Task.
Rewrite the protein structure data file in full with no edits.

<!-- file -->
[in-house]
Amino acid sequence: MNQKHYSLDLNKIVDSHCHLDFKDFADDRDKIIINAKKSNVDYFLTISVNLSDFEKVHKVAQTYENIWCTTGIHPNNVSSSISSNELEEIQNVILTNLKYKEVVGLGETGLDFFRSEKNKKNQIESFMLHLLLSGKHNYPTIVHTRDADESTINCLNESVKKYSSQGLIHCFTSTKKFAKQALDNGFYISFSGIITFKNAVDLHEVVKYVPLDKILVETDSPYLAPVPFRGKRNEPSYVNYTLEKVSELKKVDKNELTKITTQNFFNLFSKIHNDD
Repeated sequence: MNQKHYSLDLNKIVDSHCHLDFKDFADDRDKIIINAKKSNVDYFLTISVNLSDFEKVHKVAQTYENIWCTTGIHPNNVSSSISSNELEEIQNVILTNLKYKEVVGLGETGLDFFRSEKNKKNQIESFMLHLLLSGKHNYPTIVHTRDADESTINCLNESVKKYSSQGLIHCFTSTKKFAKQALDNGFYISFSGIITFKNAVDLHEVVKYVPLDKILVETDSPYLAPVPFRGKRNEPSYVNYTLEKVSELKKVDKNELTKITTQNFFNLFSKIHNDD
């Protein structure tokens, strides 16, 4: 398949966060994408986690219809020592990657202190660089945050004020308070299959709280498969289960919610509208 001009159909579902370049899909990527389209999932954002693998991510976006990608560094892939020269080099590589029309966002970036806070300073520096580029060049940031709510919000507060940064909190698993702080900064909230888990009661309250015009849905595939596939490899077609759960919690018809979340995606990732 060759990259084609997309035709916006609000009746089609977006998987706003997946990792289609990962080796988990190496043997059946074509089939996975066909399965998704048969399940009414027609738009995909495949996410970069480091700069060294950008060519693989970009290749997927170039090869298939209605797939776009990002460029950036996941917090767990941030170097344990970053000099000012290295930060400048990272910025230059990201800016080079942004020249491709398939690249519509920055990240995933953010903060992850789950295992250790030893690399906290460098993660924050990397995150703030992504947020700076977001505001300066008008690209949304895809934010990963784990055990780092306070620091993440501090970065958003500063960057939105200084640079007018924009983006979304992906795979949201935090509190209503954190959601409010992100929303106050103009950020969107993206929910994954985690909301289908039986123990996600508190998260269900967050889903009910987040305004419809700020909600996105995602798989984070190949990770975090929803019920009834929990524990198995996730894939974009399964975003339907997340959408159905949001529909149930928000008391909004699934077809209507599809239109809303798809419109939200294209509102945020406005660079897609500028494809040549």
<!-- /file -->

[in-house]
Amino acid sequence: MNQKHYSLDLNKIVDSHCHLDFKDFADDRDKIIINAKKSNVDYFLTISVNLSDFEKVHKVAQTYENIWCTTGIHPNNVSSSISSNELEEIQNVILTNLKYKEVVGLGETGLDFFRSEKNKKNQIESFMLHLLLSGKHNYPTIVHTRDADESTINCLNESVKKYSSQGLIHCFTSTKKFAKQALDNGFYISFSGIITFKNAVDLHEVVKYVPLDKILVETDSPYLAPVPFRGKRNEPSYVNYTLEKVSELKKVDKNELTKITTQNFFNLFSKIHNDD
Repeated sequence: MNQKHYSLDLNKIVDSHCHLDFKDFADDRDKIIINAKKSNVDYFLTISVNLSDFEKVHKVAQTYENIWCTTGIHPNNVSSSISSNELEEIQNVILTNLKYKEVVGLGETGLDFFRSEKNKKNQIESFMLHLLLSGKHNYPTIVHTRDADESTINCLNESVKKYSSQGLIHCFTSTKKFAKQALDNGFYISFSGIITFKNAVDLHEVVKYVPLDKILVETDSPYLAPVPFRGKRNEPSYVNYTLEKVSELKKVDKNELTKITTQNFFNLFSKIHNDD
């Protein structure tokens, strides 16, 4: 398949966060994408986690219809020592990657202190660089945050004020308070299959709280498969289960919610509208 001009159909579902370049899909990527389209999932954002693998991510976006990608560094892939020269080099590589029309966002970036806070300073520096580029060049940031709510919000507060940064909190698993702080900064909230888990009661309250015009849905595939596939490899077609759960919690018809979340995606990732 060759990259084609997309035709916006609000009746089609977006998987706003997946990792289609990962080796988990190496043997059946074509089939996975066909399965998704048969399940009414027609738009995909495949996410970069480091700069060294950008060519693989970009290749997927170039090869298939209605797939776009990002460029950036996941917090767990941030170097344990970053000099000012290295930060400048990272910025230059990201800016080079942004020249491709398939690249519509920055990240995933953010903060992850789950295992250790030893690399906290460098993660924050990397995150703030992504947020700076977001505001300066008008690209949304895809934010990963784990055990780092306070620091993440501090970065958003500063960057939105200084640079007018924009983006979304992906795979949201935090509190209503954190959601409010992100929303106050103009950020969107993206929910994954985690909301289908039986123990996600508190998260269900967050889903009910987040305004419809700020909600996105995602798989984070190949990770975090929803019920009834929990524990198995996730894939974009399964975003339907997340959408159905949001529909149930928000008391909004699934077809209507599809239109809303798809419109939200294209509102945020406005660079897609500028494809040549």